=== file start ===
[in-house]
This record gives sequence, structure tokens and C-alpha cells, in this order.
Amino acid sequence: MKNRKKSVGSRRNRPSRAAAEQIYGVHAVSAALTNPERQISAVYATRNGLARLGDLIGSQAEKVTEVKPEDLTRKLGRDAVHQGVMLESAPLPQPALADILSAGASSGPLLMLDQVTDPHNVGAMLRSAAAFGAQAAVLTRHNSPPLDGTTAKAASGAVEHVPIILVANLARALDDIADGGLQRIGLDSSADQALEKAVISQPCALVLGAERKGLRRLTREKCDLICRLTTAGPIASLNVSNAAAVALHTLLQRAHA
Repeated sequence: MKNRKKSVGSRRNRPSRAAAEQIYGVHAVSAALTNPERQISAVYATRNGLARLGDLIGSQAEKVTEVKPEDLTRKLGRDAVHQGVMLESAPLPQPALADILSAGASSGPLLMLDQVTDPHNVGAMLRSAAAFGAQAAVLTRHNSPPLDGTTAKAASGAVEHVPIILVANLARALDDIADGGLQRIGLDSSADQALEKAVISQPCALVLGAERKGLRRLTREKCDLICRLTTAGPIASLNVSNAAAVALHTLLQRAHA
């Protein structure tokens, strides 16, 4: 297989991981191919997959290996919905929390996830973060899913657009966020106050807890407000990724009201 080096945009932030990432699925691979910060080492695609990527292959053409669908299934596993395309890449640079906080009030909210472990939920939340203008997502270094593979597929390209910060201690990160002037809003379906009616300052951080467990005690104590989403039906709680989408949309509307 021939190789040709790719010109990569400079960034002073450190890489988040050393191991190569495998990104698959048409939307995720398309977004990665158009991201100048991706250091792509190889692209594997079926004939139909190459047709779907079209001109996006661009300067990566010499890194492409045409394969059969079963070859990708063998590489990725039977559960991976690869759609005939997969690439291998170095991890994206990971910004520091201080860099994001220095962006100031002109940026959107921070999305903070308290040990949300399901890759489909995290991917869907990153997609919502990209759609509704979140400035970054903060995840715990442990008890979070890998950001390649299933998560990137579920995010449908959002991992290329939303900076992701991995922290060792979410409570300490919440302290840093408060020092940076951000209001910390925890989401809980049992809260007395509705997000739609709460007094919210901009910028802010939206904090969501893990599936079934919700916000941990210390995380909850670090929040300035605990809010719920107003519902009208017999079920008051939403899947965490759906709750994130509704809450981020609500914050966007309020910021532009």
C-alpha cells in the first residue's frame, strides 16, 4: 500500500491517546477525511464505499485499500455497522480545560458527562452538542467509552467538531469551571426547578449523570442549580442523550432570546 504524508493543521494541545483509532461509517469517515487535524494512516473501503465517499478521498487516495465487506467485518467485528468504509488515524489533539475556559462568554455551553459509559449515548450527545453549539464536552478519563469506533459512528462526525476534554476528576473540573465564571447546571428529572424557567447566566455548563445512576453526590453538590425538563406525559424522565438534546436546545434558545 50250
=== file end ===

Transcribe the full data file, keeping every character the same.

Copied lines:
[in-house]
This record gives sequence, structure tokens and C-alpha cells, in this order.
Amino acid sequence: MKNRKKSVGSRRNRPSRAAAEQIYGVHAVSAALTNPERQISAVYATRNGLARLGDLIGSQAEKVTEVKPEDLTRKLGRDAVHQGVMLESAPLPQPALADILSAGASSGPLLMLDQVTDPHNVGAMLRSAAAFGAQAAVLTRHNSPPLDGTTAKAASGAVEHVPIILVANLARALDDIADGGLQRIGLDSSADQALEKAVISQPCALVLGAERKGLRRLTREKCDLICRLTTAGPIASLNVSNAAAVALHTLLQRAHA
Repeated sequence: MKNRKKSVGSRRNRPSRAAAEQIYGVHAVSAALTNPERQISAVYATRNGLARLGDLIGSQAEKVTEVKPEDLTRKLGRDAVHQGVMLESAPLPQPALADILSAGASSGPLLMLDQVTDPHNVGAMLRSAAAFGAQAAVLTRHNSPPLDGTTAKAASGAVEHVPIILVANLARALDDIADGGLQRIGLDSSADQALEKAVISQPCALVLGAERKGLRRLTREKCDLICRLTTAGPIASLNVSNAAAVALHTLLQRAHA
């Protein structure tokens, strides 16, 4: 297989991981191919997959290996919905929390996830973060899913657009966020106050807890407000990724009201 080096945009932030990432699925691979910060080492695609990527292959053409669908299934596993395309890449640079906080009030909210472990939920939340203008997502270094593979597929390209910060201690990160002037809003379906009616300052951080467990005690104590989403039906709680989408949309509307 021939190789040709790719010109990569400079960034002073450190890489988040050393191991190569495998990104698959048409939307995720398309977004990665158009991201100048991706250091792509190889692209594997079926004939139909190459047709779907079209001109996006661009300067990566010499890194492409045409394969059969079963070859990708063998590489990725039977559960991976690869759609005939997969690439291998170095991890994206990971910004520091201080860099994001220095962006100031002109940026959107921070999305903070308290040990949300399901890759489909995290991917869907990153997609919502990209759609509704979140400035970054903060995840715990442990008890979070890998950001390649299933998560990137579920995010449908959002991992290329939303900076992701991995922290060792979410409570300490919440302290840093408060020092940076951000209001910390925890989401809980049992809260007395509705997000739609709460007094919210901009910028802010939206904090969501893990599936079934919700916000941990210390995380909850670090929040300035605990809010719920107003519902009208017999079920008051939403899947965490759906709750994130509704809450981020609500914050966007309020910021532009």
C-alpha cells in the first residue's frame, strides 16, 4: 500500500491517546477525511464505499485499500455497522480545560458527562452538542467509552467538531469551571426547578449523570442549580442523550432570546 504524508493543521494541545483509532461509517469517515487535524494512516473501503465517499478521498487516495465487506467485518467485528468504509488515524489533539475556559462568554455551553459509559449515548450527545453549539464536552478519563469506533459512528462526525476534554476528576473540573465564571447546571428529572424557567447566566455548563445512576453526590453538590425538563406525559424522565438534546436546545434558545 50250